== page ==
Be smart. When you go out - lock your doors - lock your windows - use your alarm system if you have one - and like the police say if someone weird is in your 'hood, don't be shy let the police know!!!
Investigators say a rash of burglaries that have been taking place throughout Lower Merion Township this summer may have been committed by one individual, police say.
Within just the last week, reports have been coming into Lower Merion police regarding several burglaries and attempted burglaries throughout the township. In Gladwyne June 29, someone attempted to force open a door on Waterford Court. Police believe a barking dog likely scared the intruder off.
Another homeowner several blocks away on Stony Way wasn’t so lucky. On the same day of the attempted burglary on Waterford Court, according to a police report, someone forced open a door of a home and stole about $15,000 worth of jewelry.
Three days later, two more attempted burglaries took place in Merion and Villanova. An alarm system at the house on Mustin Lane in Villanova likely kept the suspects out of the house. Four deadbolt locks kept an intruder from entering a house on Heath Road in Merion but not before the suspect left pry marks on the door.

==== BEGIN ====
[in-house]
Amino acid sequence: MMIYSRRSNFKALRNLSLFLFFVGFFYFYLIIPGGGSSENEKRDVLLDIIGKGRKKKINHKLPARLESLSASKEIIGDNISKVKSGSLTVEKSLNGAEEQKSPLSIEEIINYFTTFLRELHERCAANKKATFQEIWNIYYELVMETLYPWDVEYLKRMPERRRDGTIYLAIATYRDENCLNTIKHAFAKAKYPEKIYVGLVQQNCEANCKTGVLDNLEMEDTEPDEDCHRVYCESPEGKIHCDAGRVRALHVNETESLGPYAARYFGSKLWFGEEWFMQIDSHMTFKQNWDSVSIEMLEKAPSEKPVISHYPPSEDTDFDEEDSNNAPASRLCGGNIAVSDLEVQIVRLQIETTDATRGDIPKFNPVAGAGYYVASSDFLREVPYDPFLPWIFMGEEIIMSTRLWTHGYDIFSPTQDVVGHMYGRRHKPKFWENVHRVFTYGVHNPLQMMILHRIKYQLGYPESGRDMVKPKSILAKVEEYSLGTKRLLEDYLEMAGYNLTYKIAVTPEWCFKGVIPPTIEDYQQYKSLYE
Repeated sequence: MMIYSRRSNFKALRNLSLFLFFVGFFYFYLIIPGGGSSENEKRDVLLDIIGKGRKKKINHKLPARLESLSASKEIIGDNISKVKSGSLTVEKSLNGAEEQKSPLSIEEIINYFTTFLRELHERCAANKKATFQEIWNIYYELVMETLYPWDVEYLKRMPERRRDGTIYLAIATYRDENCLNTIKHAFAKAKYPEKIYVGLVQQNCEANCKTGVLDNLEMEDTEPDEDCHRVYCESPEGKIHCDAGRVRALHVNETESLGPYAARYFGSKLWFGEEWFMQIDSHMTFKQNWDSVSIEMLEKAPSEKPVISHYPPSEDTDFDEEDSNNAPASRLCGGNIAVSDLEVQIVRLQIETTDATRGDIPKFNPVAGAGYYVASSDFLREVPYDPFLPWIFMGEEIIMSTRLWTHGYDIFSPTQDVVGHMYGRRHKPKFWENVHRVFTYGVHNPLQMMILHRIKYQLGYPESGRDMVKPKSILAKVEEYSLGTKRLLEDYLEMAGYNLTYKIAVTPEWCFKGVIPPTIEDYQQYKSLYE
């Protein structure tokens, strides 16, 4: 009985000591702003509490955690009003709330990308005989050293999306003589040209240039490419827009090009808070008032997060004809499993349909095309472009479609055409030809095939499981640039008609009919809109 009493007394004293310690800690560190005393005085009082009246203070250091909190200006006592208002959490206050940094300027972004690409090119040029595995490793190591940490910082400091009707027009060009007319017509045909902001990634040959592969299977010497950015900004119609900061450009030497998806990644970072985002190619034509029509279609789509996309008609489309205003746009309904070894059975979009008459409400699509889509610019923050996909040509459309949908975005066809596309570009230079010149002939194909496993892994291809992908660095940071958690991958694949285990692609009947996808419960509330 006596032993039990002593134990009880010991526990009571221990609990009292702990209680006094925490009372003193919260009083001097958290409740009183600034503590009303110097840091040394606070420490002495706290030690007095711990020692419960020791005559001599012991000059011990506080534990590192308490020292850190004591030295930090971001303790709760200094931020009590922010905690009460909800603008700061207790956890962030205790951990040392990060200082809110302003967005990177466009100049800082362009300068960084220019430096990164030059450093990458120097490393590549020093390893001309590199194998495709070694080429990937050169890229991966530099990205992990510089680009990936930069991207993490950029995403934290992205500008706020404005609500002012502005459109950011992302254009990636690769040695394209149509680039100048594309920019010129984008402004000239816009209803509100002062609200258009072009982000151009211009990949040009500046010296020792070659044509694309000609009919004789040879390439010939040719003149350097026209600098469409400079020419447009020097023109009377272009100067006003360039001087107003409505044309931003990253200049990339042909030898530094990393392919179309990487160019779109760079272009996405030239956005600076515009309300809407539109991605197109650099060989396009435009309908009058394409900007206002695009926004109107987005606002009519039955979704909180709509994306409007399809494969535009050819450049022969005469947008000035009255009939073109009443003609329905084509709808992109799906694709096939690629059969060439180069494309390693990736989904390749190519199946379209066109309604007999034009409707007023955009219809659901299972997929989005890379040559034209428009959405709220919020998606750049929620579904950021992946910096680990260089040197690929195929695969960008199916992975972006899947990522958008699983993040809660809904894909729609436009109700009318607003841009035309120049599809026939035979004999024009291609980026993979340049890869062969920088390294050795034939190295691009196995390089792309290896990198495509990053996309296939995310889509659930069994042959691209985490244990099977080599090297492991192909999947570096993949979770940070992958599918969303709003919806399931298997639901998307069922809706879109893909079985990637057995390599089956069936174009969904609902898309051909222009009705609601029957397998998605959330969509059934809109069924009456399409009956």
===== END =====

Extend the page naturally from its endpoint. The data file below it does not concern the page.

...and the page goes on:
“Since June we’ve had a rash of burglaries – about seven in the month of June,” Lower Merion police Supt. Joseph Daly said this week.
According to Daly, the burglaries stopped for a short time in early July. Then, another 11 were reported over the past few weeks.
“They appear to be the same person,” Daly said. “The only thing we know right now is that apparently he is a white male.”
Investigators say there has been no set pattern regarding where or when the suspect is striking.
“He’s running from Bala Cynwyd to Bryn Mawr and Villanova.
According to Daly, there are some common sense things that residents could do that might help.
“Even if you are only going out of your home for a short time, if your home is equipped with an alarm system, set it,” Daly said.
Another important point, Daly says, is for residents to report suspicious people or activities in their neighborhoods.
“This individual has been seen three times and three times people failed to report it,” Daly said.
As a routine part of their investigation, Lower Merion police spend time asking neighbors if they’ve seen anyone or anything suspicious around the time of the burglary. That’s how police found out that neighbors saw someone at the properties right around the time the houses were burglarized.